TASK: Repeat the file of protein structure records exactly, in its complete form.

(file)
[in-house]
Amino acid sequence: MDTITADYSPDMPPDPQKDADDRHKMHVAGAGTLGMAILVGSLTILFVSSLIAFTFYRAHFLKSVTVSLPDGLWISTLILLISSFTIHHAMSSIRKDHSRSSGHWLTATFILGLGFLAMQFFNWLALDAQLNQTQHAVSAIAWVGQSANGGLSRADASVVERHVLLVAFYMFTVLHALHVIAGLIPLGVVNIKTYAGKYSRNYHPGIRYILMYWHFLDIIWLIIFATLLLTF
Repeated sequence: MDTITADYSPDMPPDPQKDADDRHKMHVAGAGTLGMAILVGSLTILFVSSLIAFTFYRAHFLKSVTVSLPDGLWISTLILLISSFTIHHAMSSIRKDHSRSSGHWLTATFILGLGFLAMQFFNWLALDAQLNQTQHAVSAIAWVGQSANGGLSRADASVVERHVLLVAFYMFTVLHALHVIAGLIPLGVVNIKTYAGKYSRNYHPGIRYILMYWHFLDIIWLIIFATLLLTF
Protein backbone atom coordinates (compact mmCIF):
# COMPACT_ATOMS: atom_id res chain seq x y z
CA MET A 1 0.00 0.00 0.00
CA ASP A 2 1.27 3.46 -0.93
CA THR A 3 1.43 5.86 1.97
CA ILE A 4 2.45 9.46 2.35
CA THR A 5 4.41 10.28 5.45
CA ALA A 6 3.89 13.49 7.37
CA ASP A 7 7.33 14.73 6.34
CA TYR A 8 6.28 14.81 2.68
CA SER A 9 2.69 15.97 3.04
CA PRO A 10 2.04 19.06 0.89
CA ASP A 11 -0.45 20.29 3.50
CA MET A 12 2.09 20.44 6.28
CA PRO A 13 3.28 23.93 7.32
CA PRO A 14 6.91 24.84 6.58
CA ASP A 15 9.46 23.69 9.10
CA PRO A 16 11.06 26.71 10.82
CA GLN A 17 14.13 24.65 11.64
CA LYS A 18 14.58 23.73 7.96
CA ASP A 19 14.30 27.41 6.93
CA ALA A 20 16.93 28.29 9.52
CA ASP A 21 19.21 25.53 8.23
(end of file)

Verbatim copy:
[in-house]
Amino acid sequence: MDTITADYSPDMPPDPQKDADDRHKMHVAGAGTLGMAILVGSLTILFVSSLIAFTFYRAHFLKSVTVSLPDGLWISTLILLISSFTIHHAMSSIRKDHSRSSGHWLTATFILGLGFLAMQFFNWLALDAQLNQTQHAVSAIAWVGQSANGGLSRADASVVERHVLLVAFYMFTVLHALHVIAGLIPLGVVNIKTYAGKYSRNYHPGIRYILMYWHFLDIIWLIIFATLLLTF
Repeated sequence: MDTITADYSPDMPPDPQKDADDRHKMHVAGAGTLGMAILVGSLTILFVSSLIAFTFYRAHFLKSVTVSLPDGLWISTLILLISSFTIHHAMSSIRKDHSRSSGHWLTATFILGLGFLAMQFFNWLALDAQLNQTQHAVSAIAWVGQSANGGLSRADASVVERHVLLVAFYMFTVLHALHVIAGLIPLGVVNIKTYAGKYSRNYHPGIRYILMYWHFLDIIWLIIFATLLLTF
Protein backbone atom coordinates (compact mmCIF):
# COMPACT_ATOMS: atom_id res chain seq x y z
CA MET A 1 0.00 0.00 0.00
CA ASP A 2 1.27 3.46 -0.93
CA THR A 3 1.43 5.86 1.97
CA ILE A 4 2.45 9.46 2.35
CA THR A 5 4.41 10.28 5.45
CA ALA A 6 3.89 13.49 7.37
CA ASP A 7 7.33 14.73 6.34
CA TYR A 8 6.28 14.81 2.68
CA SER A 9 2.69 15.97 3.04
CA PRO A 10 2.04 19.06 0.89
CA ASP A 11 -0.45 20.29 3.50
CA MET A 12 2.09 20.44 6.28
CA PRO A 13 3.28 23.93 7.32
CA PRO A 14 6.91 24.84 6.58
CA ASP A 15 9.46 23.69 9.10
CA PRO A 16 11.06 26.71 10.82
CA GLN A 17 14.13 24.65 11.64
CA LYS A 18 14.58 23.73 7.96
CA ASP A 19 14.30 27.41 6.93
CA ALA A 20 16.93 28.29 9.52
CA ASP A 21 19.21 25.53 8.23